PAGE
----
36 pages 1 hour read

Michael Pollan

The Botany of Desire: A Plant’s-Eye View of the World

Nonfiction | Book | Adult | Published in 2001

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Chapter 4-EpilogueChapter Summaries & Analyses

Chapter 4 Summary: “Desire: Control/Plant: The Potato”

Pollan notes his own desire as a gardener to regard his plants in the early summer and his hope that they remain "pristine rows" (184). He recalls the destruction of the neat allées of Versailles in a freak windstorm—an example of our hubris in thinking we can withstand the forces of nature. Agriculture is an attempt to banish the complexities of nature, but it is also an experiment that gives rise to unexpected outcomes.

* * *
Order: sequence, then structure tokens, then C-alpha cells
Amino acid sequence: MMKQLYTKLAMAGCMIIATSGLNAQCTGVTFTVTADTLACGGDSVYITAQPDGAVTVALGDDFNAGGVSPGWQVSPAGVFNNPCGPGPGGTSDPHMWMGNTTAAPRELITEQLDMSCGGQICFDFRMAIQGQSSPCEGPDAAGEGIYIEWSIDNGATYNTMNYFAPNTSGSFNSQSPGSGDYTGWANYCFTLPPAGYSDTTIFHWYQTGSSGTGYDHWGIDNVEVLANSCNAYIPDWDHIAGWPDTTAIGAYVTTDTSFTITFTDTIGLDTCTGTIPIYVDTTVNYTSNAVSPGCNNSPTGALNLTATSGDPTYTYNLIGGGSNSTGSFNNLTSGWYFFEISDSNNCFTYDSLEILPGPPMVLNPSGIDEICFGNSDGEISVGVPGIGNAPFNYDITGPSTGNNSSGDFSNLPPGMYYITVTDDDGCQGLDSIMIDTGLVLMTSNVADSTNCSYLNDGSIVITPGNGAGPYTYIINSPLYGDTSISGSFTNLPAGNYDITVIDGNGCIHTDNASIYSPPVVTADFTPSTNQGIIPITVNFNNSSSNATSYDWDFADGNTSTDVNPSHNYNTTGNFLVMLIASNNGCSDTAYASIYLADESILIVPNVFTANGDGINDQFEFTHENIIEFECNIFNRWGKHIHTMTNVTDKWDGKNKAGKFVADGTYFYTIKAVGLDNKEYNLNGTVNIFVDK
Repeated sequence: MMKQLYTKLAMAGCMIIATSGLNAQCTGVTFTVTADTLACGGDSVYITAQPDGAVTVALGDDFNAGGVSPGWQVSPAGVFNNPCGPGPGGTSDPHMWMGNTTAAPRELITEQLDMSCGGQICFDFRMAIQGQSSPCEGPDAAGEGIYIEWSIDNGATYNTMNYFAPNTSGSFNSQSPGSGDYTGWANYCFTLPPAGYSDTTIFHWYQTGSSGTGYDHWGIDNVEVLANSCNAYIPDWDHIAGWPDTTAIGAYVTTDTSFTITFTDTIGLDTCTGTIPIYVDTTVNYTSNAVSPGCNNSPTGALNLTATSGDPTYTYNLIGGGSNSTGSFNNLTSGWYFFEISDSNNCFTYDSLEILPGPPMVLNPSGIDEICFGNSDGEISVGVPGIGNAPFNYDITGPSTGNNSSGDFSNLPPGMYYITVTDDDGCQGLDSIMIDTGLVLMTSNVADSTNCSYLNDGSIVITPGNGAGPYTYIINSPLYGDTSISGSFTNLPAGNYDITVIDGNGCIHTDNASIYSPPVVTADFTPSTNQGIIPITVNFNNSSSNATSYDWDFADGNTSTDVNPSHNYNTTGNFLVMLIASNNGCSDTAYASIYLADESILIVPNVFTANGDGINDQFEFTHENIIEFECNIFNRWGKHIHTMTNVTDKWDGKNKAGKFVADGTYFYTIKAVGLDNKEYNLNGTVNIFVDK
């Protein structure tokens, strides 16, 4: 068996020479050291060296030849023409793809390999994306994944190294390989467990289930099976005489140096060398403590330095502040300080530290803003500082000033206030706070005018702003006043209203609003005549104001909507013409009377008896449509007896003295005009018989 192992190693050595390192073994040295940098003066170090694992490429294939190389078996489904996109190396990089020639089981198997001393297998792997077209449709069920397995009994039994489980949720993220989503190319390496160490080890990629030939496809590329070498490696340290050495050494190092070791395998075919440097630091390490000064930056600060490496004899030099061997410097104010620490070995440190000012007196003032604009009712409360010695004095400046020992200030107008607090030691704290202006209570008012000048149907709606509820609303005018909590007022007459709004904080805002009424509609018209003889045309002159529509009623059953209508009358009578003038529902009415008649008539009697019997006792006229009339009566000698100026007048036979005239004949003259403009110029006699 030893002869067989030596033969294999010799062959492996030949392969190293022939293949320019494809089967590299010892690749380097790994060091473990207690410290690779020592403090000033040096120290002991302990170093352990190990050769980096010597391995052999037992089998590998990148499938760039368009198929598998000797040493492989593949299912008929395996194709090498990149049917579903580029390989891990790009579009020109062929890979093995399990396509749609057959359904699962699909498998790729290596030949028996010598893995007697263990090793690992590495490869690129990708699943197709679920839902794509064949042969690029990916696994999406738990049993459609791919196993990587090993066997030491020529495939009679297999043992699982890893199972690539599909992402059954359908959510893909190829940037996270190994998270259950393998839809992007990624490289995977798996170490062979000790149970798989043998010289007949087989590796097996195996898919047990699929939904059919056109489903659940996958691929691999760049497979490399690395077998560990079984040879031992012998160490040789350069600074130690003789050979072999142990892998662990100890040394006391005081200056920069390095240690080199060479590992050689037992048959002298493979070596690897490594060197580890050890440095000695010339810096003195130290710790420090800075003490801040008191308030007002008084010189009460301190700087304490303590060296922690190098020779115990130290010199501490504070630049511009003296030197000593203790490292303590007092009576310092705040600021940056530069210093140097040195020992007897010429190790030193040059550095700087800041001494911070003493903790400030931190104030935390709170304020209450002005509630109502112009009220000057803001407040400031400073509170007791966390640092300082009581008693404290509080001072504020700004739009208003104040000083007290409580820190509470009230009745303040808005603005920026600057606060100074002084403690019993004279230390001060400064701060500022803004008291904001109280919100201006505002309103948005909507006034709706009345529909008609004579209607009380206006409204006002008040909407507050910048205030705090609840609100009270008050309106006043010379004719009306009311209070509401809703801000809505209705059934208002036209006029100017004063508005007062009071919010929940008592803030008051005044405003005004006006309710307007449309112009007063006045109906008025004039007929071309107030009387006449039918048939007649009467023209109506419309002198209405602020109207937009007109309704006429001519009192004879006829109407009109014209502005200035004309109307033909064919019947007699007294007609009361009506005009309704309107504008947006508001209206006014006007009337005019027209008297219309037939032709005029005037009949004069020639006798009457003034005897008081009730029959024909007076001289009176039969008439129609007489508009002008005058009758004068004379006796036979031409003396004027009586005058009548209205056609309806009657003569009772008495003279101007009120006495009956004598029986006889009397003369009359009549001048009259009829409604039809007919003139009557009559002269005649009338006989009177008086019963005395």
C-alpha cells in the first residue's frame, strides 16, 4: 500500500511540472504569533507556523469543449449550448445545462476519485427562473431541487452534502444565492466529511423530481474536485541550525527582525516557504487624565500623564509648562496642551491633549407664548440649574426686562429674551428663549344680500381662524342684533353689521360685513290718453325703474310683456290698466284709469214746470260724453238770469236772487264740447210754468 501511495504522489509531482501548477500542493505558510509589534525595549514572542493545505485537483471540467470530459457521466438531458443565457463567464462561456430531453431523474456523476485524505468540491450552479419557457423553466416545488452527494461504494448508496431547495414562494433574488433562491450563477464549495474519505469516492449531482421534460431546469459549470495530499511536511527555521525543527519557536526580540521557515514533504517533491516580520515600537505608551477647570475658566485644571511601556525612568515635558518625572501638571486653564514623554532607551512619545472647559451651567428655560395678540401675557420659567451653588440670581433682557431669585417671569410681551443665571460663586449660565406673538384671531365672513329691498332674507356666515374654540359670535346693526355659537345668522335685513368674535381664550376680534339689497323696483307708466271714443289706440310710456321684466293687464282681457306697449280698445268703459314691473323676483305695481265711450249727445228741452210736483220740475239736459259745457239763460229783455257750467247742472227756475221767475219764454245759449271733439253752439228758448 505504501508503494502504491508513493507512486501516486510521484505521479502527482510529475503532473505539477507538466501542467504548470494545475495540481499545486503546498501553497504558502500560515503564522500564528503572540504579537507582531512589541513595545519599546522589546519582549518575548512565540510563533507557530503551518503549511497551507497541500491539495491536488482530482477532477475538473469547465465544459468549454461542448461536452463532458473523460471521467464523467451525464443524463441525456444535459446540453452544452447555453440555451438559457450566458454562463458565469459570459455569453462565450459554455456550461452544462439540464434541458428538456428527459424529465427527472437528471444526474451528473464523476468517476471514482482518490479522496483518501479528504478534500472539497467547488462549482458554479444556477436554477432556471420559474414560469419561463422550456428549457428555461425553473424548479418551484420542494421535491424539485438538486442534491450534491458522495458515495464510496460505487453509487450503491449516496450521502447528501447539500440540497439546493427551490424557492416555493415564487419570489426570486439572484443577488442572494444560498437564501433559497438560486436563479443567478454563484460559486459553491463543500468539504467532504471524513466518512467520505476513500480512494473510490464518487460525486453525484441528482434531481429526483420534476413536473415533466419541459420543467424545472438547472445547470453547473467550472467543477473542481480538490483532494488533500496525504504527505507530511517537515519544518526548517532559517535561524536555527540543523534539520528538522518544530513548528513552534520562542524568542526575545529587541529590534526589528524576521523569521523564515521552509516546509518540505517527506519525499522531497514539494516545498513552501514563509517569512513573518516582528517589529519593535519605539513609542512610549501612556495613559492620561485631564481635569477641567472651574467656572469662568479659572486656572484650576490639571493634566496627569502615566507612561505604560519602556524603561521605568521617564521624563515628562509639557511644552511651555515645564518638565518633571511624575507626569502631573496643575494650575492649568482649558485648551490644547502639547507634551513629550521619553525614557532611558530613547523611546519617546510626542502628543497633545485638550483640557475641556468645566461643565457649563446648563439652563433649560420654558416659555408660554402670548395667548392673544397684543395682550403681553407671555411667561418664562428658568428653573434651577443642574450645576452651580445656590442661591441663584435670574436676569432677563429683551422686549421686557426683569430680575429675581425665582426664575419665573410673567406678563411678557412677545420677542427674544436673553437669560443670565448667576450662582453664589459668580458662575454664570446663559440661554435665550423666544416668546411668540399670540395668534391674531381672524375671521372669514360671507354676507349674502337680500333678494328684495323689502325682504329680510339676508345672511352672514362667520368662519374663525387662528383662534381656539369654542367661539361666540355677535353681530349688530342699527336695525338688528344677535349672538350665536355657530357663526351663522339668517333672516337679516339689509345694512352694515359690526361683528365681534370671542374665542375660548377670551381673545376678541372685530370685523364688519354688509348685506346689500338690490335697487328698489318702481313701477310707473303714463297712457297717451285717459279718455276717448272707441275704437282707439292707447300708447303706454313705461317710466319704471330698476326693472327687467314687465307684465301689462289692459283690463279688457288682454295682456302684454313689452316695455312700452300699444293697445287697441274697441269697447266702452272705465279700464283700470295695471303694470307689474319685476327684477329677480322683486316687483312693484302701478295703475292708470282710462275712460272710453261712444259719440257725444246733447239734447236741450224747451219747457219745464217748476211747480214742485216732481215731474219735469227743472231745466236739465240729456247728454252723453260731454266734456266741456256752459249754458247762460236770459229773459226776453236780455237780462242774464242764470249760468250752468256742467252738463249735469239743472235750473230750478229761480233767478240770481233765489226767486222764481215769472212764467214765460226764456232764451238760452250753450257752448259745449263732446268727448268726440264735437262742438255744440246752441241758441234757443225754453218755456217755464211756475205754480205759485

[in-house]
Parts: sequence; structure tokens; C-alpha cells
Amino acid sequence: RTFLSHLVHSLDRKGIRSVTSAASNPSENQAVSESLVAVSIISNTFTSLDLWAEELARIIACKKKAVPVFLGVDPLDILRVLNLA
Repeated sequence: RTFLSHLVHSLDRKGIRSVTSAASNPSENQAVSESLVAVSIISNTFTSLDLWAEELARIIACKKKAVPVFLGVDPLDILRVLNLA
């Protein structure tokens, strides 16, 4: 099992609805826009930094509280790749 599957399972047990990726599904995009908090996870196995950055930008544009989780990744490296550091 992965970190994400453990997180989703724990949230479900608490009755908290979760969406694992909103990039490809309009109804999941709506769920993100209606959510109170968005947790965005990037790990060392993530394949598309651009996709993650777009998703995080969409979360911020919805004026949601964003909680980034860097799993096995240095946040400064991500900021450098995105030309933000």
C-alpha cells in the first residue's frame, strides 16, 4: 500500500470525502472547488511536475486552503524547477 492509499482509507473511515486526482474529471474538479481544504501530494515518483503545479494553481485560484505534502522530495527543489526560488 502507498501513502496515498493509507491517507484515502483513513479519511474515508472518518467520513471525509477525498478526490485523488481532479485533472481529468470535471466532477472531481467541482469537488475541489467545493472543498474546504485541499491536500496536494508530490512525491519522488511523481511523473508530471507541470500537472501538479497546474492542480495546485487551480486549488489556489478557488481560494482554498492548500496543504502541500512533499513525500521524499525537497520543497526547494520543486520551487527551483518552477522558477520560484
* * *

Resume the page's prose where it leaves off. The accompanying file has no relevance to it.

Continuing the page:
The garden is a place to try techniques before using them on an entire farm. Pollan decided to plant NewLeaf potatoes, which were genetically engineered by the company Monsanto to produce their own insecticides. Pollan refers to genetic engineering as “the biggest change in terms of our relationship with plants since people first learned how to cross one plant with another” (188). The companies that market these genetically engineered plants claim that they represent a “paradigm shift” (189) in agriculture but are still the same plants we know and love. Pollan planted his NewLeaf potatoes to try to get at the truth. Even companies like Monsanto tout this new technology as a means of replacing the unsustainability of using pesticides and fertilizers.